Achondroplasia is a rare genetic disorder of bone growth that prevents the changing of cartilage (specifically in the long bones of the arms and legs) to bone. It is characterized by dwarfism, limited range of motion at the elbows, large head size, small fingers, and normal intelligence. Achondroplasia can cause health complications such as interruption of breathing (apnea), obesity, recurrent ear infections, an exaggerated inward curve of the lumbar spine (lordosis).
Symptoms of Achondroplasia
- Bones are shortened (thigh, upper arm).
- Short hands and feet.
- Large separation between third and fourth fingers.
- Maximum height of 4-ft.
- Head larger than normal.
- Prominent forehead.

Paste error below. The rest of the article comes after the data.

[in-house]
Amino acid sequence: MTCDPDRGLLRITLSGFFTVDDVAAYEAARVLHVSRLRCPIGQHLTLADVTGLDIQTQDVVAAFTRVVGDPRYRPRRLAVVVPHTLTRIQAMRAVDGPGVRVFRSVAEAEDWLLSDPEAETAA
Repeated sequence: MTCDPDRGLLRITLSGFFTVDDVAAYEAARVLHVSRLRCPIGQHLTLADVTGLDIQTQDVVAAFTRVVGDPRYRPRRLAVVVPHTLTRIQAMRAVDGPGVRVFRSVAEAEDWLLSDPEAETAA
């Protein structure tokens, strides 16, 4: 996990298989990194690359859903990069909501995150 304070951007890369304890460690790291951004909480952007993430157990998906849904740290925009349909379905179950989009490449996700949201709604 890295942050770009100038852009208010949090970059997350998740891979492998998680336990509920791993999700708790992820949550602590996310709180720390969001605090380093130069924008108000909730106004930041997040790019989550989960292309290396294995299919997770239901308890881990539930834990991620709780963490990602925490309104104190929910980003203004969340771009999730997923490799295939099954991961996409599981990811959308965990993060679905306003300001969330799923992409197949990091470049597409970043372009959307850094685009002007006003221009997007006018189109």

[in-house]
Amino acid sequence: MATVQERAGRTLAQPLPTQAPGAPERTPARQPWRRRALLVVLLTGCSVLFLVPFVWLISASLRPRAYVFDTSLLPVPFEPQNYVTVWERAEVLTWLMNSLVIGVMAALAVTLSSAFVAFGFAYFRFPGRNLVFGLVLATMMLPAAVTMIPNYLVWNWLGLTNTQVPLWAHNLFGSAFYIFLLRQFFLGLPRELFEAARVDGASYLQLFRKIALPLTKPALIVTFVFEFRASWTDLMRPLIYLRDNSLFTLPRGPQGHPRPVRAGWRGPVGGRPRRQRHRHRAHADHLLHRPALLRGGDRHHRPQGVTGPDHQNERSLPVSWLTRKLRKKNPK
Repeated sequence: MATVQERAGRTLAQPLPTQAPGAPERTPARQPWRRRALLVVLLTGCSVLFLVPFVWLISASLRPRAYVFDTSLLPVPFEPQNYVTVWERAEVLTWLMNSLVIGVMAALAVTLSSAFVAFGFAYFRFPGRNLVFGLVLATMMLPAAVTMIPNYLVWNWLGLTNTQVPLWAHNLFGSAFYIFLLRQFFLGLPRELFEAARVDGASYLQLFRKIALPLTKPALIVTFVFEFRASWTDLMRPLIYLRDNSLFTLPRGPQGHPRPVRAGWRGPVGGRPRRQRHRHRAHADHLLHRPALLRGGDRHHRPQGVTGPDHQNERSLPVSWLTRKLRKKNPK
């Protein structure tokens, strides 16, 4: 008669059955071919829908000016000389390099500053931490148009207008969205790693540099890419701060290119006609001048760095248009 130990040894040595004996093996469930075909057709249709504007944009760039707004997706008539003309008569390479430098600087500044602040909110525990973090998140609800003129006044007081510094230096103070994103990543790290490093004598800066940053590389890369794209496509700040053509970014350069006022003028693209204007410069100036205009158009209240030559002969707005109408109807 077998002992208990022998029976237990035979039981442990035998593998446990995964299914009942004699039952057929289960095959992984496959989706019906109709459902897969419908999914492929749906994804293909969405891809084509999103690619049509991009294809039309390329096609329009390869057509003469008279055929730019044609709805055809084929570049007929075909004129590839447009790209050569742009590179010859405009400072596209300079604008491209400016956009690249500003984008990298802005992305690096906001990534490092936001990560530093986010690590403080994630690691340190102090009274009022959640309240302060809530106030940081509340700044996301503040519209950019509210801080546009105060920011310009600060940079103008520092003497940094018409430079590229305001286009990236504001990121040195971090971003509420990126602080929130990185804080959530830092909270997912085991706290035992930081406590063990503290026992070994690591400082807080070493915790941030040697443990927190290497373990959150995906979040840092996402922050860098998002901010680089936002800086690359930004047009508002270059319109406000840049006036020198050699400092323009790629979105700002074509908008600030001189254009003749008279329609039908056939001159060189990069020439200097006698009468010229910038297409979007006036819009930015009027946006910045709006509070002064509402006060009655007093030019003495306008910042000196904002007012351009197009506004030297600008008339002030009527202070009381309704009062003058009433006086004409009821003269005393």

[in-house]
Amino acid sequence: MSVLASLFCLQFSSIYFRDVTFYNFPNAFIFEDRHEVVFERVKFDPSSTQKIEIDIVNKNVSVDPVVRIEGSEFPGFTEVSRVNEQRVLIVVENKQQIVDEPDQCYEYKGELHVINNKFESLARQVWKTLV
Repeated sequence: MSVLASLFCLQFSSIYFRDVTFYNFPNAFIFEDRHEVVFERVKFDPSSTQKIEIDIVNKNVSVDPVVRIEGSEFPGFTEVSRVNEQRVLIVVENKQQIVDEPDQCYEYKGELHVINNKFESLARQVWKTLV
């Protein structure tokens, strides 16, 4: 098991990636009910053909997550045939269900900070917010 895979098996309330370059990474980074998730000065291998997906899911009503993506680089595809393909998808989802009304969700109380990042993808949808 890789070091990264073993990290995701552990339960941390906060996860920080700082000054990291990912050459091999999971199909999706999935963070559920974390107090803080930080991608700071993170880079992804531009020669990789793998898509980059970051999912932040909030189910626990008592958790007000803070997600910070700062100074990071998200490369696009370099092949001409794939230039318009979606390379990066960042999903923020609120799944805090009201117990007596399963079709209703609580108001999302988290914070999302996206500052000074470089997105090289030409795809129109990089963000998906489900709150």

- Flat nose.
- Delayed development in infants (sitting, crawling, walking).
Diagnosis and Tests
Doctors can use ultrasounds to detect Achondroplasia before birth if your baby’s arms and legs appear shorter than average and if their head is large. Most cases of Achondroplasia aren’t confirmed until after birth.
Other diagnosis and tests are:
- Physical examination.
- Prenatal examination.
- Genetic testing.
- MRI or CT scan to identify muscle weakness or spinal cord compression.
Treatment of Achondroplasia
There is no specific treatment for Achondroplasia other than managing symptoms. Monitoring height, weight and head circumference is recommended during early diagnosis in infants to track growth progress.
In November 2021, the U.S. The Food and Drug Administration approved Voxzogo (vosoritide) injection to improve growth in children five years of age and older with Achondroplasia and open epiphyses (growth plates), meaning these children still have the potential to grow. This medicine is manufactured by Biomarin.